A lot of our music that hasn’t come out yet deals with the different layers of woman power, how men are attracted to you for your strength but also simultaneously fear you for it. What we really are trying to say is that there are so many different ways to be “sexy” – to be feminine and mix it with your own dose of masculinity, and to be comfortable enough to play with that and not conform to standards that your family or society or whoever the f**k has set for you because they are threatened by you ideologically. We dress how we dress because we want to celebrate the power of sex, we want it to be freeing, we want to include people in it… BUT by dressing how we dress we aren’t saying “dress like us” we’re saying: “this is how we like to express our own sexual swagu, how do you express your own unique sexual power?” We’re so sick of girls saying “I wish I could dress like you, I wish I could wear that” girls have so much f*****d up sh*t in their heads about what they can and can’t do, and most of it’s written by men. Women forget that they make the choice to play along when they don’t have to. And thus we’re left with the virgin or the whore problem, it’s a broken record as old as the bible…I mean we don’t live in god damned Saudi Arabia! DO WHAT YOU WANT TO DO!
Who do you perceive are two of the most inspiring women of the feminist movement and why?
Victoria Woodhull – the first woman to run for president in 1872. A self-made millionaire who ran 50 years before women would even vote or do ANYTHING unaccompanied. She had the foresight for change, rebuking the ridiculousness of the time:
“I am quite well aware that in assuming this position I shall evoke more ridicule than enthusiasm at the outset. But this is an epoch of sudden changes and startling surprises. What may appear absurd today will assume a serious aspect tomorrow.”
The first woman to publicly and boldly say F**K THIS and knowing that her move would cause a ripple that one day would be a wave.
And Madonna, because she single handedly changed how women view themselves and how men view women, and she doesn’t even call herself a feminist! She was just being herself.
Is sexism widespread throughout the electronic music community today? How so?
Yes. But women in the industry are speaking out more and more. And it really comes down to women supporting other women in the industry as well. There is a light being shed on the situation and things are changing… slowly. It’s almost been a revenge of the nerds situation… Finally the behind the scenes guys, the faceless producers behind the hits, are out of the studio, out of their bedrooms, and are the rock stars. They’re reveling in their moment. Let em shine. Things will change. That’s why we see so many one dimensional artists in EDM. We are drawn to real artists for their authenticity and vision. There are amazing producers with genuine brand that are everything a rock star is like Skrillex, Diplo, Calvin, etc… But there are some DJs boosted to staggering heights by what? This 15 minutes is almost up, the bubble will burst – everyone is ready for something new, something authentic.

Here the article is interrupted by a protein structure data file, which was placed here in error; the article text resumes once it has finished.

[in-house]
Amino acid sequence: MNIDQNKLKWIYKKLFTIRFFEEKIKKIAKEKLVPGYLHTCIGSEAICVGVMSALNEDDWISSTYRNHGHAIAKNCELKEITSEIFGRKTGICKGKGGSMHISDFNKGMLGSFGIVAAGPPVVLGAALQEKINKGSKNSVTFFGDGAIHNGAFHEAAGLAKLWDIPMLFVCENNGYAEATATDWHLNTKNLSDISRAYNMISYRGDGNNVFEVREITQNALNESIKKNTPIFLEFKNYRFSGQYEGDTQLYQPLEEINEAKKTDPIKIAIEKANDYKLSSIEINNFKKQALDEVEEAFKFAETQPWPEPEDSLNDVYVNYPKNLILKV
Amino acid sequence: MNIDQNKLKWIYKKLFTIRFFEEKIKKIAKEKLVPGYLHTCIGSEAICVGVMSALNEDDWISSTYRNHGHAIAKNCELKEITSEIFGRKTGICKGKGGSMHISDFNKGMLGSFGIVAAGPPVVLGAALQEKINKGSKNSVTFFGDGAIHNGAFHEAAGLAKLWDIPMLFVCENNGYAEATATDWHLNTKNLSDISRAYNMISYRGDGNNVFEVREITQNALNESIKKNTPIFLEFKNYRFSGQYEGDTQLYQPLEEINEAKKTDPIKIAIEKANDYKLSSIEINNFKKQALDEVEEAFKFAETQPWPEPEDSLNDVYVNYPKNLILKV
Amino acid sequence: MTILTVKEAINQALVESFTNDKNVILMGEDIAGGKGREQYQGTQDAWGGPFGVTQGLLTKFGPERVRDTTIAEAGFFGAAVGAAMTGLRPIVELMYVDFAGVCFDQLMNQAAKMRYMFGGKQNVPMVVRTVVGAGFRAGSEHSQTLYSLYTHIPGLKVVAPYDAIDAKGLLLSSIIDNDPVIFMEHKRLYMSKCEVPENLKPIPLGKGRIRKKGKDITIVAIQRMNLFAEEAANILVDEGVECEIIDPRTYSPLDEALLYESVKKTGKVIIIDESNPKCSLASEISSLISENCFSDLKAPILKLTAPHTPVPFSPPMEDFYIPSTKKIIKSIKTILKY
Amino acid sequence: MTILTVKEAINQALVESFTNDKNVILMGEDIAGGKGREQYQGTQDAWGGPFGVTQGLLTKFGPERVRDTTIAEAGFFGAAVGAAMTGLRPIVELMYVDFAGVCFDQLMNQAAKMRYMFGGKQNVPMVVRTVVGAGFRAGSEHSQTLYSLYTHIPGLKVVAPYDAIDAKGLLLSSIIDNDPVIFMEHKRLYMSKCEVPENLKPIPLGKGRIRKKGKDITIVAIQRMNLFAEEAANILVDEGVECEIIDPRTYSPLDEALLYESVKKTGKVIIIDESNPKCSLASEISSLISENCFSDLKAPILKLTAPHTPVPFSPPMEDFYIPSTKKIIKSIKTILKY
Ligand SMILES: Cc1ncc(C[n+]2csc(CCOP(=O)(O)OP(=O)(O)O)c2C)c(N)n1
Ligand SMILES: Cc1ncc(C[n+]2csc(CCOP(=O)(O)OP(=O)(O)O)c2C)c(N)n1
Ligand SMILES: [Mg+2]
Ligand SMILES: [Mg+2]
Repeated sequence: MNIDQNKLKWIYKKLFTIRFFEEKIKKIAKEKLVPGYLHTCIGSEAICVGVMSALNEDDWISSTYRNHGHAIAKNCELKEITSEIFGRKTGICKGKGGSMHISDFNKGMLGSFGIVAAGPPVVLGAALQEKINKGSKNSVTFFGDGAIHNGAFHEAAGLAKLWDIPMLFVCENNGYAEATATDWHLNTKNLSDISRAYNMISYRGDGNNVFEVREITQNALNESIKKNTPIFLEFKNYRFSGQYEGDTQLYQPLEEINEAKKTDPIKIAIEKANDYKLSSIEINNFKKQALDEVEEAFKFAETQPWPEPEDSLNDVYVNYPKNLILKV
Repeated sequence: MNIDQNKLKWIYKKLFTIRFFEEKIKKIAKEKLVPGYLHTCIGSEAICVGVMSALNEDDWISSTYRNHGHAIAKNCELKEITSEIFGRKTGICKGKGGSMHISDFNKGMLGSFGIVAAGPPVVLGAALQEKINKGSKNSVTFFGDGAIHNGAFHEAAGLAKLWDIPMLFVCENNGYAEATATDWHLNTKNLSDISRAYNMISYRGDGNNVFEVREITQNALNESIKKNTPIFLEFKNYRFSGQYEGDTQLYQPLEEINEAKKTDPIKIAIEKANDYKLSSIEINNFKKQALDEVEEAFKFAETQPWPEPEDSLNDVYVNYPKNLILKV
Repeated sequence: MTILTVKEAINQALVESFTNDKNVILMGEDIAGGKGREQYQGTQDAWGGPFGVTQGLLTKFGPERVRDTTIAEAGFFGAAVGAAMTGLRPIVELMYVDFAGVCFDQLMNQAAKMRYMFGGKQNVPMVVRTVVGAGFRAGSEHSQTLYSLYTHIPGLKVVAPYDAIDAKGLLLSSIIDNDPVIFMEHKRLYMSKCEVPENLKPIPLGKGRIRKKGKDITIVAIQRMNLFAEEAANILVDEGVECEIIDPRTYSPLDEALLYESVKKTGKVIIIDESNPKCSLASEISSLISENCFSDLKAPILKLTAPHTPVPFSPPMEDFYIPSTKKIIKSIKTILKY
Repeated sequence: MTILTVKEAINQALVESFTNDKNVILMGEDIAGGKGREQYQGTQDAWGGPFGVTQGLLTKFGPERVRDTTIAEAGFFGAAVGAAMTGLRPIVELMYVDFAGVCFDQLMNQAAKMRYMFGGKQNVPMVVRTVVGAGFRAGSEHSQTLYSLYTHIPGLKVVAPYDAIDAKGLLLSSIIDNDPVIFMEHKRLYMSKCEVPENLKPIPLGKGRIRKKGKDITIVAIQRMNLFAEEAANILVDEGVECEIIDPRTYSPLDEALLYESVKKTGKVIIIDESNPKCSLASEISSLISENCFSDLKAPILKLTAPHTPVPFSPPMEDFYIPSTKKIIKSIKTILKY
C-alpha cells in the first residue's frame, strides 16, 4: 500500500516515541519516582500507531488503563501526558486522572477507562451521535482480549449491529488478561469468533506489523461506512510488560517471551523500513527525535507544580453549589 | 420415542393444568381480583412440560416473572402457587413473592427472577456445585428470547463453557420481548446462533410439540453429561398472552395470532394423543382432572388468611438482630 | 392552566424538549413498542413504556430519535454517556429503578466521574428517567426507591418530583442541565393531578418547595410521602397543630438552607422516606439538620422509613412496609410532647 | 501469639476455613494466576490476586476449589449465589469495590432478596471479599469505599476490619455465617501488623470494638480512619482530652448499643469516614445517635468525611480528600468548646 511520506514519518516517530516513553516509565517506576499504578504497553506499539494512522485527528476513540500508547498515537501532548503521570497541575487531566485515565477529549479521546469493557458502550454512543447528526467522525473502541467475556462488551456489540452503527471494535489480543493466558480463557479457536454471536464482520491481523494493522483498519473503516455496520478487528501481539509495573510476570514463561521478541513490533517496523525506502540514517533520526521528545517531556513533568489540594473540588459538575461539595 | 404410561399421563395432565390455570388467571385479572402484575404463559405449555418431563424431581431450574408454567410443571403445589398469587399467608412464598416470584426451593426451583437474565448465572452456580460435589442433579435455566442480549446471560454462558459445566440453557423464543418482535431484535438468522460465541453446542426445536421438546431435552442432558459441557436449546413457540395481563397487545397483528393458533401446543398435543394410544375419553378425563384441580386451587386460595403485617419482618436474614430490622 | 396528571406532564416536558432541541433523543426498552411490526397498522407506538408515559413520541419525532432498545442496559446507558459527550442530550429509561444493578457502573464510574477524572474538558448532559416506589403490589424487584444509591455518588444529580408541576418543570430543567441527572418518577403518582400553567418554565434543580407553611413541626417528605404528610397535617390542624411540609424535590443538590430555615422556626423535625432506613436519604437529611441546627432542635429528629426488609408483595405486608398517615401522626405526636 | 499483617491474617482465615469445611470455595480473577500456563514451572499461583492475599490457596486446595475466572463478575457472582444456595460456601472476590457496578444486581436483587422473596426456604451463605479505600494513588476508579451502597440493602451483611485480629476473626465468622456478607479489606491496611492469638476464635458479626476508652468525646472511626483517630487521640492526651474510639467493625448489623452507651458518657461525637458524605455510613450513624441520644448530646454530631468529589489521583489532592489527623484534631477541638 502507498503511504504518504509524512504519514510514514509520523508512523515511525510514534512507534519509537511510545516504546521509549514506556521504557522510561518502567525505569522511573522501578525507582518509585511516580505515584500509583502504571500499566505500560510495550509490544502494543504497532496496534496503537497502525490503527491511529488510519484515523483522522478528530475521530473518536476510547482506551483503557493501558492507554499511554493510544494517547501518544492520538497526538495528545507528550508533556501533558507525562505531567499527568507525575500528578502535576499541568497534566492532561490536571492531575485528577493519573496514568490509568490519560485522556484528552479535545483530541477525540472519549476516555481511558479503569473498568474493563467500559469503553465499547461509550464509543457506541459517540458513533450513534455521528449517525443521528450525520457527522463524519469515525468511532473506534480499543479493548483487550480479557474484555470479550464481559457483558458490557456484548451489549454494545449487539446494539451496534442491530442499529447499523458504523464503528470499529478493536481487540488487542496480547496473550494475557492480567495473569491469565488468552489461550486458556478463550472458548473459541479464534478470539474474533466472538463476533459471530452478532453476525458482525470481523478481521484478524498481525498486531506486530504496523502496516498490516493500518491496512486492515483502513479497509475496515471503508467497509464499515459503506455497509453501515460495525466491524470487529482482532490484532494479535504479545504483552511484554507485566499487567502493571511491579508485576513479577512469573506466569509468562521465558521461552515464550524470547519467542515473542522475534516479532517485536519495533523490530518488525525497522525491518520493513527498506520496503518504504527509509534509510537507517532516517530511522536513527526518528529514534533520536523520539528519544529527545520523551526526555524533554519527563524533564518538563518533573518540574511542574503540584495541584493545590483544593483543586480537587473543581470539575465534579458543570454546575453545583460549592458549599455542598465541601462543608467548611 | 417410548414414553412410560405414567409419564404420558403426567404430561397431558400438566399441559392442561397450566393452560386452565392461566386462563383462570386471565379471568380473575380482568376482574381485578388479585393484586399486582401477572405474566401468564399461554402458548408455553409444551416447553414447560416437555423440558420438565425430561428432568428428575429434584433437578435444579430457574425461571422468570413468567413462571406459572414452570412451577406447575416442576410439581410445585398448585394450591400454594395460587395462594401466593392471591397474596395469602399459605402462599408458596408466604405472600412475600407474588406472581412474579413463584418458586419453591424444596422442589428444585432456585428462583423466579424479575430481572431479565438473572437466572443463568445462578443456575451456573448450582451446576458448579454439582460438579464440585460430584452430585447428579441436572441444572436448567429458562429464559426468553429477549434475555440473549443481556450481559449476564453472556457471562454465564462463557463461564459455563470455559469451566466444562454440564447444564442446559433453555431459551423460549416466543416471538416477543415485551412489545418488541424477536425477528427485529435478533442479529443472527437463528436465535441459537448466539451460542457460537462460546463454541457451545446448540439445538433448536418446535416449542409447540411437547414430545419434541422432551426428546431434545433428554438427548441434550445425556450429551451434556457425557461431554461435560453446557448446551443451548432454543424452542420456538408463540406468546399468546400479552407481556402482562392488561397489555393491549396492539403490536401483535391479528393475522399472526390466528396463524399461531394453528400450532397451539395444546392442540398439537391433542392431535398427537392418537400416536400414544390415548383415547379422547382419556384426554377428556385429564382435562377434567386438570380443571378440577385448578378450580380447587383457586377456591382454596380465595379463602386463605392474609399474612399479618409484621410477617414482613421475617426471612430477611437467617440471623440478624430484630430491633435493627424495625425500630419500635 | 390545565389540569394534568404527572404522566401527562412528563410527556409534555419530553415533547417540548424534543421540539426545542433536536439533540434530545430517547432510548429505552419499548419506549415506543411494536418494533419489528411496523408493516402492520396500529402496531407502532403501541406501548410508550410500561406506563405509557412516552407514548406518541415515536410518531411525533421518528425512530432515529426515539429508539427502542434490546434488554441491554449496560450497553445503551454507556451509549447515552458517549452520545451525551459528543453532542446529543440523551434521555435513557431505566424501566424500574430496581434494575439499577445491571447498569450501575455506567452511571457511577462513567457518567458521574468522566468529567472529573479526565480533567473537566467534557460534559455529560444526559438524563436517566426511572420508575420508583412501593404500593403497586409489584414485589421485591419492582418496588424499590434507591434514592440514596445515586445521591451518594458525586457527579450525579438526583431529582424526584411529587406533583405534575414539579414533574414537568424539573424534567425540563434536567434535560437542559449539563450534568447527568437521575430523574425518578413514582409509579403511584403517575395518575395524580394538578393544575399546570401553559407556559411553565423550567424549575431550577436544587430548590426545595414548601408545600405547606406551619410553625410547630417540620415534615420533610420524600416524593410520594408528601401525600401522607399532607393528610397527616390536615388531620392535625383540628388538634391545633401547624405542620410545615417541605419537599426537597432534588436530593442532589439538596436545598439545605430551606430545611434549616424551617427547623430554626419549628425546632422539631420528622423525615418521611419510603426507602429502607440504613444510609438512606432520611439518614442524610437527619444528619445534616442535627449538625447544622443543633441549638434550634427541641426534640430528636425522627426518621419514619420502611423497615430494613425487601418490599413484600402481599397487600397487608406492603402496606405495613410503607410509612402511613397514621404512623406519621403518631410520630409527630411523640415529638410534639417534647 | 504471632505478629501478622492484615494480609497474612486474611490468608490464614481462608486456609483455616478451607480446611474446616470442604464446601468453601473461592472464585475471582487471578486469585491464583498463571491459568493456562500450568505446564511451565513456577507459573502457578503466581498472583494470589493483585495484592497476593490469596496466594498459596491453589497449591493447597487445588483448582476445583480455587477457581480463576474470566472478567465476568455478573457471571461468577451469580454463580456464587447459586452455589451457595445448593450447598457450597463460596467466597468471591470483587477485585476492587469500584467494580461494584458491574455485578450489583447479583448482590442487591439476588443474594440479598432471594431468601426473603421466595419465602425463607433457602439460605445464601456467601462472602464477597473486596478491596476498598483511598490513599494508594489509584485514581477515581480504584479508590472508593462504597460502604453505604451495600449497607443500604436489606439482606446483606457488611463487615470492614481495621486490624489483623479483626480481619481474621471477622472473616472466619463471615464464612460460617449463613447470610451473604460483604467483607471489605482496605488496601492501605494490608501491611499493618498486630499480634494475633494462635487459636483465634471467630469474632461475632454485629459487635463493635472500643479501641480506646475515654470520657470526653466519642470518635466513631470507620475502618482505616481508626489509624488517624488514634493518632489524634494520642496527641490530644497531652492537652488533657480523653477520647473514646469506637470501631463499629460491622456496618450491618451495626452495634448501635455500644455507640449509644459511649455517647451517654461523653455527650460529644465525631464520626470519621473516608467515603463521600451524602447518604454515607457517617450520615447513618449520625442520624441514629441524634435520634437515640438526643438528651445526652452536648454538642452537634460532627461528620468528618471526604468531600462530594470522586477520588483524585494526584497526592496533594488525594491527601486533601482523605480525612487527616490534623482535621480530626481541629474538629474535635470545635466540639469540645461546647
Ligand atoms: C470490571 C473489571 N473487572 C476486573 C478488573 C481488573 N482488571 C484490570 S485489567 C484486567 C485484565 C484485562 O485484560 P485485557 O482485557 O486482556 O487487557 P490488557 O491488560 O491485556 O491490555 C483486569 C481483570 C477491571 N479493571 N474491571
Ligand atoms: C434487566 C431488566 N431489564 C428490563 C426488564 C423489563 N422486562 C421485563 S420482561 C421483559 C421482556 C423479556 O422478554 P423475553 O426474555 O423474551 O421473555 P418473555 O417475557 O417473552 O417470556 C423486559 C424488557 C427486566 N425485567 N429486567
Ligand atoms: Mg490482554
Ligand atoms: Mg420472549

Have you come across any challenges with being two strong, bold and fierce women in the music industry?
Yea some people don’t get us, but a lot of people in the industry do get it and have helped us a lot. Especially the fans. The fans are affected by style and how we deliver in our sets but ultimately they’re united by music and the magic that happens when we all connect at a show – it’s pure and wholesome energy and will keep you addicted to this scene. It always reminds us of how we were when we first found electronic music, it’s authentic and positive and ultimately becomes a lifestyle. Some of the coolest most inspiring people we’ve met have been fans at shows. Those interactions stick with you for a long time and keep us going.
What do you want your listeners and live show attendees to take away from your music?
To be moved enough to want to get as close as they can to being authentically themselves and accepting themselves, and as a result dedicate their life to living and fighting for their purpose to make the world doper. And to have a f*****g blast 🙂
Any advice to young women in the music industry today?
Don’t listen to the NOs. Follow your own unique creative intuition. You’re going to f**k up, that’s part of anything, it’s a lesson – do it better next time. Show up, do your best work, shine a light on the shade and keep doing what you love and don’t stop.
*We are thrilled to share with you POSSO’s latest track, “Tidal Wave”. Add some fire to your weekend and check it out on Spotify at the link provided below*